My Muse is most devoted to your father, whose head it wreaths with a happy garland. Therefore in all her humble ways she works and strives to do well by you, such and so great that you are. Although she lacks the powers, in her friendly heart she nevertheless yearns to celebrate your great endowments. Lately she has given a specimen, and in tuneful song has happily sung of your birthday. Then was published a book, whatever its quality may be, which is read by the learned and submits to their judgment. It could not bestow Vergil’s majesty, nor approach Ovid’s sacred founts, but in her straightforward way my Muse carefully did all that she could, dutiful in all her shrewd ways, and issued a catalogue of all the ancient cities, rivers, camps, and bays in your province, whose fame has been obscured by unwelcome silence, although Wales was formerly brightened by their light. Not content to set this goal for her goodly studies, my Muse returned to her regular task. See, this happy volume comes forth containing noble encomiums, gifts prepared for noble gentleman. And it wonderfully desires to proclaim your name, your fame, virtues, majesty, and all your glory, proclaiming things about you such as this present age and coming posterity may sing. The world proclaims you to be a descendant of Trojans, and happily calls you a happy Ascanius, and so that you might shine completely it adds the cognomen of Julius. These lofty names suit your lofty self. If Father Aeneas had seen you on lofty Mt. Ida, he would have wholeheartedly wished to have you as his son forever. You would have called the son of a white hen (a title that signifies pure delights). In my opinion, now you will surely have the name of the son of a noble Phoenix. For your mother’s festive coat of arms shone bright, and on these the Phoenix possessed the chief glory. The Phoenix is a rare bird on earth, but, most deserving of heaven, after your birth it happily passed to the upper world by itself, leaving you as its only source of renewal, and in this way you stand out as unique among all the birds. Perhaps, great Phoenix-born prince, you expect that I sing your praise as a loud-voiced bard. But I have no loud voice, tough I am an admirer and adorer of bards and familiar to the Pierian crew. Lactantius (from whose fountains flows a rich vein) has anticipated me in this, and he will eloquently tell you every detail, and thus you might learn things not alien to your studies.
But I return to my subject. Kindly nature, that noble mother of yours, has granted you so much as fertile Britain, the splendid and ample seat of your lofty empire, is able to revere. Just as Eros shines forth from Apelles’ painting, so you, triumphant, shine with your serene brow. A heaven-sent nature wholly possess your elegant, distinguished person. Whoever examines you closely will perceive the majesty present within you. A sweet grace always lives on your face, so that it can deservedly tame trees, stones. You freely receive the Peers (those bright lights of your nation) with unusual friendliness of mind and modest words, so that you bless them three or four times over. And I recall the serene affability with which you recently returned my thanks in your gifted way. You shine forth happily in many ways, most noble Prince, not unlike the sun in its course. And your glory is particularly bright on this score, that you were born for the Muses and learning. Your father, who sheds his rays by day and night amidst the learned, constantly hopes this for you in his friendly prayers, demanding that you show yourself his equal. Hence he has carefully chosen you tutors who with their vigilance of voice, effort, and faith, might adorn you with pious manners, erudite studies, and learning in languages, so that ultimately, like a most cultivated garden, you might send up colorful seedlings of your intellect and in your friendly way might foster other tillers of the shining garden, bestowing garlands of flowers with your hand. In this respect Cox, that ancient pinnacle of simplicity, shines bright as a preacher of the Gospel. Our Cheke is at hand, the very flower of beautiful Cambridge, mighty for his true understanding of languages, the golden descendent of elegant Demosthenes and wholly ablaze with the love of Cicero. Now walk in the footsteps of your tutors with a thrice-happy foot, you will be learned and your fame will flourish in fine books, the gleaming gem of your beautiful nation. Albeit you are excellently born to ample fortunes and a fine crown will encircle your festive head, that glory endures but a little while, and everything comes to an end. But once gained, virtue will last forever.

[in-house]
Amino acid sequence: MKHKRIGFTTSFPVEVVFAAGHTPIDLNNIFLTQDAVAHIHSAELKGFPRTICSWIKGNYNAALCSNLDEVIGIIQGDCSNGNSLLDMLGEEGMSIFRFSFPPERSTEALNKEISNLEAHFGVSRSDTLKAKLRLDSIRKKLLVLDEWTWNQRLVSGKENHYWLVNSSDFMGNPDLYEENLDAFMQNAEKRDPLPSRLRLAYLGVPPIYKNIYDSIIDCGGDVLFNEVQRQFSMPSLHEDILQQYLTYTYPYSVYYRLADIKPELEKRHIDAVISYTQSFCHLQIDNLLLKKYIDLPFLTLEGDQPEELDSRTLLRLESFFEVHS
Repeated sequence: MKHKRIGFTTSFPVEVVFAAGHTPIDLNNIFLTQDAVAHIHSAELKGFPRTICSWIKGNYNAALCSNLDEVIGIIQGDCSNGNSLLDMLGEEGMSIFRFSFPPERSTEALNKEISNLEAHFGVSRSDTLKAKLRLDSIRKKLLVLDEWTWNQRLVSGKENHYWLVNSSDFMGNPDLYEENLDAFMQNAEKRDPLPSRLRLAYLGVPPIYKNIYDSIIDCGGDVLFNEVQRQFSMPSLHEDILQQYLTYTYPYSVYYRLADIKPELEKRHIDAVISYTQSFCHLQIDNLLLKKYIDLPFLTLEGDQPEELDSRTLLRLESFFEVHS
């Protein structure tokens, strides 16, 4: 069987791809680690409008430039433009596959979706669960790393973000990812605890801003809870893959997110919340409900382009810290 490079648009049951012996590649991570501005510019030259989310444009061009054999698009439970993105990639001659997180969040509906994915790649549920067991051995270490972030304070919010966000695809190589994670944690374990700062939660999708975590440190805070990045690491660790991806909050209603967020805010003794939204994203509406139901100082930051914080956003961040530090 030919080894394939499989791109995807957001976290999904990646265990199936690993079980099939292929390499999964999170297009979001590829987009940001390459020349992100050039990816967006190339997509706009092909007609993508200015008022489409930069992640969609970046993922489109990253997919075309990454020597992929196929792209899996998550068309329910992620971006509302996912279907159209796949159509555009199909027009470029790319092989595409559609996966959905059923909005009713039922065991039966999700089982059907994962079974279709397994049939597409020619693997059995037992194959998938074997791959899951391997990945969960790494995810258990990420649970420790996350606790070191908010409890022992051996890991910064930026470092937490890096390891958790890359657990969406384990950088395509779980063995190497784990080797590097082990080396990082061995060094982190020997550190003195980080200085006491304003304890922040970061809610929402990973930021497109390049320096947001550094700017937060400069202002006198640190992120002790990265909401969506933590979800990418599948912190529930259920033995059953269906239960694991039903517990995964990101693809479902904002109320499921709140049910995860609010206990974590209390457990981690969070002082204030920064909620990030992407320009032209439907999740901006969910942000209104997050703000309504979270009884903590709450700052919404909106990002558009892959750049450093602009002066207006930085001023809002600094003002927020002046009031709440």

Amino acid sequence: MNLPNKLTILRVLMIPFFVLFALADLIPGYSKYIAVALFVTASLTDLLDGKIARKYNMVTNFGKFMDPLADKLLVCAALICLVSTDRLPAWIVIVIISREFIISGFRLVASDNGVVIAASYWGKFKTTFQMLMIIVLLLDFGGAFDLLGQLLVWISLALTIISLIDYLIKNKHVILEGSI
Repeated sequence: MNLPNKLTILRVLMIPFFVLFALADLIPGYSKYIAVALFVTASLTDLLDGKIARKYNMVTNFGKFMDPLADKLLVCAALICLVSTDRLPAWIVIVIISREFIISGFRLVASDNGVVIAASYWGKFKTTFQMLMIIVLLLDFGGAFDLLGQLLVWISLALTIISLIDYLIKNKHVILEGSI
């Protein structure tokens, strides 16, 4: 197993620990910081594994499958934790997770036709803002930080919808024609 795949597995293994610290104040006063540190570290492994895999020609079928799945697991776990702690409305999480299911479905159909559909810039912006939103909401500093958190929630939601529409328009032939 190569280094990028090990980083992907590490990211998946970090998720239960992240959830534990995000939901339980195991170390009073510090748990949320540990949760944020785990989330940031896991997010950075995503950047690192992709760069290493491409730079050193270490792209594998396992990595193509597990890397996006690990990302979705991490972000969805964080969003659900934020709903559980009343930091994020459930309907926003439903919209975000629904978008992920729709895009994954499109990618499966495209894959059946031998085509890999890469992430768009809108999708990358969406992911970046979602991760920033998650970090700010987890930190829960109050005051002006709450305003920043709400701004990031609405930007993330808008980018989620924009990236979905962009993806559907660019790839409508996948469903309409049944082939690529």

But your life is not to be spent entirely amidst tranquil studies, and so you should interrupt the serious things with elegant games, and let your trained hand set in motion the tuneful lute while you play happy songs in resonant ways. Nor should it shame you to lead chaste dances, as is the custom, and to ply your feet in measures. The round ball which goes a-flying with its snow-white sphere exercises all the parts of the body. Be agile and strive to strike it with your skilled forehand and backhand, and thus you will carry off the palm as the victor. Be sure to be eager in scouring the forest byways, in which you may overcome the proud necks of stags, and let your bold hawk often swoop down on birds, and it will quickly come to know your hand. Let it hear your loud voice and, accustomed to its own perch, it will always return to its master. Let it be your pleasure to stretch the bow with your arms, and let your fletched arrow always hit its target. Thus your happy victory will create happy applause, “huzzah, my fair prince is victorious!”These sports are welcome to every boy, but more mature years will require things more splendid. Then you will seek out arms, fast horses, and great menacing lances, and will you will tolerate less supervision. I would certainly hope for you the brightness of enduring peace, yet hostile force is to be checked by the sword. May the gods protect you, born under a happy star, and may their great divinities favor your tender self.
See, my little book has done its duty, which reveres and adores you as you flourish.